It is a pity -- for the enjoyment of the small number of paintings generally agreed to be the work of Giorgione -- that it is almost impossible to look seriously into his work without plunging to the murky depths of art-historical speculation and argument. His pictures are often "fiercely disputed." "The Adulteress Brought Before Christ," one of the finest works in the Glasgow Art Gallery, has been variously attributed to Giorgione, Sebastiano del Piombo, Titian and mancini. The gallery itself sticks to the first as its author.
Moreover, it has even been doubted if it is a painting of Jesus being tempted to pass judgment on the woman they believed should be stoned. "Daniel Giving Judgment on Susannah" was considered possible until the painting was cleaned in the early 1950s and a cruciform halo, even now unintrusive, was uncovered.
Another result of this cleaning was the revelation of the picture's astonishing colour. It is intense and rich and daring. But it is also perfectly under control. What might have been a rather too gorgeous fruit salad effect is instead a freely relished, subtly active play of many colours, surprisingly in harmony. One of the chief things that both early and more recent commentators noted about Giorgione was his colour. Vasari, writing about some figures, now destroyed, which Giorgione had painted in fresco in 1508, described them, (40 year after), as "colorite vivacissimamente."m In the middle of the last century Ruskin said that what was left of them was "purple and scarlet, more like sunset than painting." The colours in this Glasgow canvas, probably painted at about the same time, tally with these observations. The effect could be garish, but it isn't.
If Giorgione did in fact paint this picture, it looks as though it may have signalled a departure for his art. For one thing, there is much more concentration on the figures and less on the landscape than in other works more firmly established than his. For another, it is relatively unimportant what time of day and what season it is in this painting. In other "Giorgiones" these matters are so important that they are virtually the subject of the painting. Then again, the story being told by the painter is a comparatively familiar one, and is made very easy to understand -- whereas nobody has successfully explained what is happening to or what is meant by the enigmatic figures in "La Tempesta" or even the "Three Philosophers" of the Giorgione in Vienna.
Ellis Waterhouse, who has maintained that Giorgione "may reasonably be supposed to have painted this beautiful picture," continues: "if this is so we must consider it as marking the beginning of a new phase, which Giorgione did not live to exploit, a new public manner for historical or religious pictures, in which he had to consider the demands of a less esoteric taste than that of the sophisticated private clients for whom he had chiefly been working."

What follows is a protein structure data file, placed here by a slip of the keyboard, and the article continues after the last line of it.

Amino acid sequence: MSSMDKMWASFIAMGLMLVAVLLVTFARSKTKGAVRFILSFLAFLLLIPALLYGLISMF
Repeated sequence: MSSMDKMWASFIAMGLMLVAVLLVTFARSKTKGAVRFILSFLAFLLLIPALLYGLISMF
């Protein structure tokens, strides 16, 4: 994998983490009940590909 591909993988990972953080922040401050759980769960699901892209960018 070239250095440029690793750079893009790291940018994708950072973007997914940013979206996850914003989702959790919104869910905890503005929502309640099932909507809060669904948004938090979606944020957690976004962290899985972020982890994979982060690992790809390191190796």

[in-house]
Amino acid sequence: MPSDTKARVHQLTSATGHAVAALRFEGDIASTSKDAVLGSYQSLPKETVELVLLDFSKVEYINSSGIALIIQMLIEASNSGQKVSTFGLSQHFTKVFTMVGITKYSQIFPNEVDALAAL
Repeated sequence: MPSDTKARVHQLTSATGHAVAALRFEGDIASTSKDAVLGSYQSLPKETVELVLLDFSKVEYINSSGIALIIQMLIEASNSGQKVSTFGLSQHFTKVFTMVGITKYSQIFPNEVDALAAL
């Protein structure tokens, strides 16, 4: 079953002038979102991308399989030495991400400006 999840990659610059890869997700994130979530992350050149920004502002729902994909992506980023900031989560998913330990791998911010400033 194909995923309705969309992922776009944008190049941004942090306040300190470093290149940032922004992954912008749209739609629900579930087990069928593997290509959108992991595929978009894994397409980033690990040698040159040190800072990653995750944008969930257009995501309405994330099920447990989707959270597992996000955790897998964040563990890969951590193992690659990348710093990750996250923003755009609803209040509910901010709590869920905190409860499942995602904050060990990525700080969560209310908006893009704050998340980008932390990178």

One figure (except for a knee) has been cut away from the right hand edge of the painting. Through photographs of a copy of the whole composition, now in Bergamo, the Glasgow Museum is able to show the only rescued fragment of this missing section of the original -- a man's head and shoulders. He is a tall, dandified man with a supercilious (or is it a guilty?) look on his face which it is tempting to believe indicates that the painter thought him the real villain of the piece. The contrast of this now absent figure with the repentant anguish of the richly dressed woman herself is strikingly evident. The loss of this figure is a detriment of the work, even though, with its removal, the viewer is brought closer to the frieze of twisting and turning figures.
Whoever painted this picture had a vigorous command of attitudes, of the telltale expressive signs of hand and foot and arm, the inclinations of head, brow, eyes. These, in Renaissance painting, substitute for speech, and if one wants to "read" a picture of this kind, a close identification with these varying gestures is called for. The way Jesus reaches out with kind certainty and seems to take hold of the principal accuser's arm (how is it that this arm has been made to look so indignant?) is a specially masterly instance of intelligible, visual drama.
So here is a Giorgione that is plainer to interpret than other paintings by him.At the same time, though, it shares with them not only a similarly inspired spontaneity (as though it sprang whole from the artist's imagination) and the softly applied paint, but the warm flesh-and-blood vitality of the figures, andm a lovely if subsidiary landscape. It also contains in its changing lights and shadows an elusive atmosphere not entirely different from the accepted masterpieces of this great Venetian artist.